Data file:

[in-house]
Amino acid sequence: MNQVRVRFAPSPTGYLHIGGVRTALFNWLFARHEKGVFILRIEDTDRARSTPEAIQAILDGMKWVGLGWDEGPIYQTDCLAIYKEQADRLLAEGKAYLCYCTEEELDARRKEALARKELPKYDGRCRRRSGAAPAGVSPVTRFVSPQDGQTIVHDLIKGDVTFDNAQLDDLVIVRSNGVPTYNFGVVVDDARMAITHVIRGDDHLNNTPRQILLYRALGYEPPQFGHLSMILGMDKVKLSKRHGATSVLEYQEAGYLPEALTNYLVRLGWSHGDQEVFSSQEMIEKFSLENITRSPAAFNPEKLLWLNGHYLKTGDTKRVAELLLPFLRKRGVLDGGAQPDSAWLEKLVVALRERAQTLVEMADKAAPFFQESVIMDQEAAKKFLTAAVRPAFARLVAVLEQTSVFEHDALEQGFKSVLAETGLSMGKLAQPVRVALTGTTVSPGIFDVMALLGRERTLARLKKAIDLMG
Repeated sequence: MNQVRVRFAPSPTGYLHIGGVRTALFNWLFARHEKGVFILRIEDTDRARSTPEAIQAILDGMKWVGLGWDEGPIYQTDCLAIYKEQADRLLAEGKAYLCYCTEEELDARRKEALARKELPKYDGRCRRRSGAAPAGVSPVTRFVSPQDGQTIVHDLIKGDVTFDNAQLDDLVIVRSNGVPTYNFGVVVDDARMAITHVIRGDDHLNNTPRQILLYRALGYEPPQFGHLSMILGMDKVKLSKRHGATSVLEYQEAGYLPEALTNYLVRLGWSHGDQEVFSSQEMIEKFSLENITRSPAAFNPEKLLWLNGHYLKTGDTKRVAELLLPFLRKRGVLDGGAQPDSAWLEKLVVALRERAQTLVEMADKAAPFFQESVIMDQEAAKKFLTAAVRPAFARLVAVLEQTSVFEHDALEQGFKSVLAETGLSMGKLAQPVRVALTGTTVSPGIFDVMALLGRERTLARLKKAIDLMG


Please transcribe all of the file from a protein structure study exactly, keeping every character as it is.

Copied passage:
[in-house]
Amino acid sequence: MNQVRVRFAPSPTGYLHIGGVRTALFNWLFARHEKGVFILRIEDTDRARSTPEAIQAILDGMKWVGLGWDEGPIYQTDCLAIYKEQADRLLAEGKAYLCYCTEEELDARRKEALARKELPKYDGRCRRRSGAAPAGVSPVTRFVSPQDGQTIVHDLIKGDVTFDNAQLDDLVIVRSNGVPTYNFGVVVDDARMAITHVIRGDDHLNNTPRQILLYRALGYEPPQFGHLSMILGMDKVKLSKRHGATSVLEYQEAGYLPEALTNYLVRLGWSHGDQEVFSSQEMIEKFSLENITRSPAAFNPEKLLWLNGHYLKTGDTKRVAELLLPFLRKRGVLDGGAQPDSAWLEKLVVALRERAQTLVEMADKAAPFFQESVIMDQEAAKKFLTAAVRPAFARLVAVLEQTSVFEHDALEQGFKSVLAETGLSMGKLAQPVRVALTGTTVSPGIFDVMALLGRERTLARLKKAIDLMG
Repeated sequence: MNQVRVRFAPSPTGYLHIGGVRTALFNWLFARHEKGVFILRIEDTDRARSTPEAIQAILDGMKWVGLGWDEGPIYQTDCLAIYKEQADRLLAEGKAYLCYCTEEELDARRKEALARKELPKYDGRCRRRSGAAPAGVSPVTRFVSPQDGQTIVHDLIKGDVTFDNAQLDDLVIVRSNGVPTYNFGVVVDDARMAITHVIRGDDHLNNTPRQILLYRALGYEPPQFGHLSMILGMDKVKLSKRHGATSVLEYQEAGYLPEALTNYLVRLGWSHGDQEVFSSQEMIEKFSLENITRSPAAFNPEKLLWLNGHYLKTGDTKRVAELLLPFLRKRGVLDGGAQPDSAWLEKLVVALRERAQTLVEMADKAAPFFQESVIMDQEAAKKFLTAAVRPAFARLVAVLEQTSVFEHDALEQGFKSVLAETGLSMGKLAQPVRVALTGTTVSPGIFDVMALLGRERTLARLKKAIDLMG